South Elkhorn: The Little Church with the Red Doors

South Elkhorn Christian Church – Lexington, Ky.

Under Moses, the Israelites left Egypt for the Wilderness to ultimately arrive at the “promised land” – one where they could practice their faith freely. History has a funny way of repeating itself, usually noted through the metaphors of a historian. George W. Ranck, in his 1891 Account of the Baptist Exodus from Virginia to Kentucky in 1781 employs a host of metaphors to describe the emotions felt by the old congregation of the Upper Spottsylvania (Baptist) Church in September 1781. With the use of a quote attributed to Daniel Boone, the churchgoers found their own “promised land” as “heaven must be a Kentucky of a place.”

Only a few decades ago, South Elkhorn Christian Church was a country church a few miles from Lexington. Today, it is located between several of southwest Lexington’s suburban enclaves. Surely, it is this transforming location that has allowed South Elkhorn to continue to grow in numbers while other “country churches” have either shrunk or closed. In 1973, church leadership purchased about ten acres of land adjacent to their two acre tract providing significant opportunities to grow for the congregation.

As noted above, the church originated as a Baptist congregation and it remained so until the early 1830s when a theological divide in the church surfaced leaving the remaining congregation as part of the ‘new’ Restoration Movement.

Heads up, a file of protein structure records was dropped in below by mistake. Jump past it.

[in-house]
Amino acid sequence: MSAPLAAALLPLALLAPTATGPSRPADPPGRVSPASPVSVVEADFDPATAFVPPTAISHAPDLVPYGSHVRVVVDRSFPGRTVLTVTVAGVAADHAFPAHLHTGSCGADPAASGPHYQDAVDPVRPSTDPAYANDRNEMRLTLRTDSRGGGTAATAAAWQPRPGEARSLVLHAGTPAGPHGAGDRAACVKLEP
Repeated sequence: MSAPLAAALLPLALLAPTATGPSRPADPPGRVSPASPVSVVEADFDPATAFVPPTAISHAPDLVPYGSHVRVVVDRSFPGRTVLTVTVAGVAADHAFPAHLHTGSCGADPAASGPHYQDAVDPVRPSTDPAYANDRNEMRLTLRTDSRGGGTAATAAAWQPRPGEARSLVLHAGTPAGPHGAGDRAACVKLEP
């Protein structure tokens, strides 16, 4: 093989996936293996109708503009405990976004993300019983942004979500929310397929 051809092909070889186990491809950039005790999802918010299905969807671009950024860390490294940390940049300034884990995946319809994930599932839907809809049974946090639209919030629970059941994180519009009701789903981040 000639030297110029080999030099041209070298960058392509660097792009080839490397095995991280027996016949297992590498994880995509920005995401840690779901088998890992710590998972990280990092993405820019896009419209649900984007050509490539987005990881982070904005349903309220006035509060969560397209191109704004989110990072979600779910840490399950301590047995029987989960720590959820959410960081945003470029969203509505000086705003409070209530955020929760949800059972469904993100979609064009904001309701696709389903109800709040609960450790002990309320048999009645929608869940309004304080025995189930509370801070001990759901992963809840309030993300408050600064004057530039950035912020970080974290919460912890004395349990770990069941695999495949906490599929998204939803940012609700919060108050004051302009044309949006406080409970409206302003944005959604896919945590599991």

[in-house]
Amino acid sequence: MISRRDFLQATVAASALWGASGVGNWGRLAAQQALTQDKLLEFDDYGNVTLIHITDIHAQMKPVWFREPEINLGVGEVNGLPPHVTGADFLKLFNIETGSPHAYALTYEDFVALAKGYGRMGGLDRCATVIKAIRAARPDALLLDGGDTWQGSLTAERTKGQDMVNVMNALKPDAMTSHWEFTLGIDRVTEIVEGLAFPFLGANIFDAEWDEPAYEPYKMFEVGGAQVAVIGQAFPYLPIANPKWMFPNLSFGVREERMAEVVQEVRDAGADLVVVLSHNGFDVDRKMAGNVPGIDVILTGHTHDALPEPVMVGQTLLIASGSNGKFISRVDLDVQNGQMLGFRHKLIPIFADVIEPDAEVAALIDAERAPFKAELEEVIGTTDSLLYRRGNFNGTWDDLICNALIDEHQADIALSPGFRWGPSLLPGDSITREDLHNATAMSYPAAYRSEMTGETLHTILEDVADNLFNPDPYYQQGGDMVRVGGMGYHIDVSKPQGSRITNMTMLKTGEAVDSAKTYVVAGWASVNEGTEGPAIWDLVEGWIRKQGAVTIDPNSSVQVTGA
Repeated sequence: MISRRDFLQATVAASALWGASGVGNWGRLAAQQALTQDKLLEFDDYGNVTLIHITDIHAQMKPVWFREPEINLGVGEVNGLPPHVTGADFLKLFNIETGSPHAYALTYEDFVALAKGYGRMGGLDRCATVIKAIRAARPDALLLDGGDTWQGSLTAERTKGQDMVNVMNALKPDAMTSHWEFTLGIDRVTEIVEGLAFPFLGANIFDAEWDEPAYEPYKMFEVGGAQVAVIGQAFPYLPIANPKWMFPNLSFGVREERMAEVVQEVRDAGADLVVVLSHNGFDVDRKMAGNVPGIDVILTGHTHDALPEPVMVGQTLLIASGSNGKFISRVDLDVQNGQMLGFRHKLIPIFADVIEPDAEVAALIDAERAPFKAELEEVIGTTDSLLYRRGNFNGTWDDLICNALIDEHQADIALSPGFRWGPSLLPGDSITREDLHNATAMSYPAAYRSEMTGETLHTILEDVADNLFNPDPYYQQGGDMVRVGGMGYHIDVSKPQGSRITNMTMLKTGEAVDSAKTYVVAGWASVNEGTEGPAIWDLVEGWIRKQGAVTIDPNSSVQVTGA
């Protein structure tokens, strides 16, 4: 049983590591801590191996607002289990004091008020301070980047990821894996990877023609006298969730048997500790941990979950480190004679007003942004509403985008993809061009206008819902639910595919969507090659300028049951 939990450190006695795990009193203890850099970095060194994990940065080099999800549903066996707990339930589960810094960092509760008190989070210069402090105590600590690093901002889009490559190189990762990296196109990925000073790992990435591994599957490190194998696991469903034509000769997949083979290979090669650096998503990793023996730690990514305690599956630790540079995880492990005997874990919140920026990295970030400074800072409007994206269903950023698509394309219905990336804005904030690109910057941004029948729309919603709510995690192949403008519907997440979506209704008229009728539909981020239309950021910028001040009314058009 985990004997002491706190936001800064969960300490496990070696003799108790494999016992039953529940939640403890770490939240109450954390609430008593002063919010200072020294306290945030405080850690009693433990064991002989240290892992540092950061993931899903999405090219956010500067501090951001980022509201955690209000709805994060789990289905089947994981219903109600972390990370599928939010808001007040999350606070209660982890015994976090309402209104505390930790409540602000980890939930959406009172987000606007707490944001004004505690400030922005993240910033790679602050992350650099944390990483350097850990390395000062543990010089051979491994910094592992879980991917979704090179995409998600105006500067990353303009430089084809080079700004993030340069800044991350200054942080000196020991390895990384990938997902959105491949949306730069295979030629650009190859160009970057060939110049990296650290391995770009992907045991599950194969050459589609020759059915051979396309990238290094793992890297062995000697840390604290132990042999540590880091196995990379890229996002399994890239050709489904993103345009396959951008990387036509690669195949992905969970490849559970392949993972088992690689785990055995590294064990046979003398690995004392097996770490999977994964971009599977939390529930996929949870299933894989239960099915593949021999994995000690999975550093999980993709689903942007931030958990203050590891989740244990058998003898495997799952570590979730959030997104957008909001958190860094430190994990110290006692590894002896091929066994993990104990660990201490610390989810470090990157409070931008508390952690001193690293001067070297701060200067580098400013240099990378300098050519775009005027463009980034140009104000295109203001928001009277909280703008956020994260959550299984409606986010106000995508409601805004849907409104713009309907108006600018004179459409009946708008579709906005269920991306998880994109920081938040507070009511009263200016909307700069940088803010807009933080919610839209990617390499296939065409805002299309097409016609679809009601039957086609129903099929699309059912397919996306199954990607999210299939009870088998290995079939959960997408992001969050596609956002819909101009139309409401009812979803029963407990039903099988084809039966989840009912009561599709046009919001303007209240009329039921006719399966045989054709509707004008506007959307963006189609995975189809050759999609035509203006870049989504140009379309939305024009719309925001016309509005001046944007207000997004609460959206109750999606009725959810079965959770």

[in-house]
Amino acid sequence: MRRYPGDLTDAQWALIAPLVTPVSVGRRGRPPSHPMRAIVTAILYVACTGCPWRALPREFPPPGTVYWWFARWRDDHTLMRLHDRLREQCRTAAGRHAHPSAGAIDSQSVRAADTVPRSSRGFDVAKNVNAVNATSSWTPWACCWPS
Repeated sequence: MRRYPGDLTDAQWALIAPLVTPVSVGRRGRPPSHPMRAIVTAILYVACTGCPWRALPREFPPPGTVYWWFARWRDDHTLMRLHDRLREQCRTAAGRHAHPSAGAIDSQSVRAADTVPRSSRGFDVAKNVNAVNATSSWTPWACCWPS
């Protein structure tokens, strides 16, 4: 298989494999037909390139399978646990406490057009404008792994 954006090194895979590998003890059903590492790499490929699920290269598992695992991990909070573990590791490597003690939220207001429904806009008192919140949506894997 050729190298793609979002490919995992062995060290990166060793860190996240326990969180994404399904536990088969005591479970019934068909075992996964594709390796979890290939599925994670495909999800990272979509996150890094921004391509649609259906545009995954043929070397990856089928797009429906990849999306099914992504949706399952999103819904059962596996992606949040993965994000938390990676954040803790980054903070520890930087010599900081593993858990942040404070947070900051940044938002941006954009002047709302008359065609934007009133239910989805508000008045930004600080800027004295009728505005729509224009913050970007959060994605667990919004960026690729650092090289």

While other congregations in central Kentucky were not so lucky, South Elkhorn seemed to remain largely intact during the Civil War. According to Pope’s history, the church’s minutes “make no mention at all of the [Civil War] or its issues.” Silence is bliss?

After the war, the South Elkhorn Christian Church demolished its old meeting house and a new brick rectangular church was built at a cost of $4,000. This 1870 structure features two front doors opening into a high ceilinged room with a raised platform on the opposite end. Originally, the center pews were divided with a wooden barrier (women and children on one side, men on the other), but this division was removed in 1958. Baptisms (by immersion in both the Baptist and Restoration traditions) were originally conducted in the nearby creek until a baptismal was installed under the floor of the raised platform.

The names of members and ministers alike are recognizable to those familiar with local history. Elijah Craig. J.W. McGarvey. Alexander Campbell. Others I recognize, but identity confirmation is only by conjecture. Col. Meade. John Curd.

The history of South Elkhorn is incredibly rich, which lends its hand to the excellent histories for which it is the central topic. Ministers Ward Russell (1933) and Richard Pope (1983) both penned a history of the church, and the current minister, Mickey Anders, is presently compiling an updated third history. So more to come…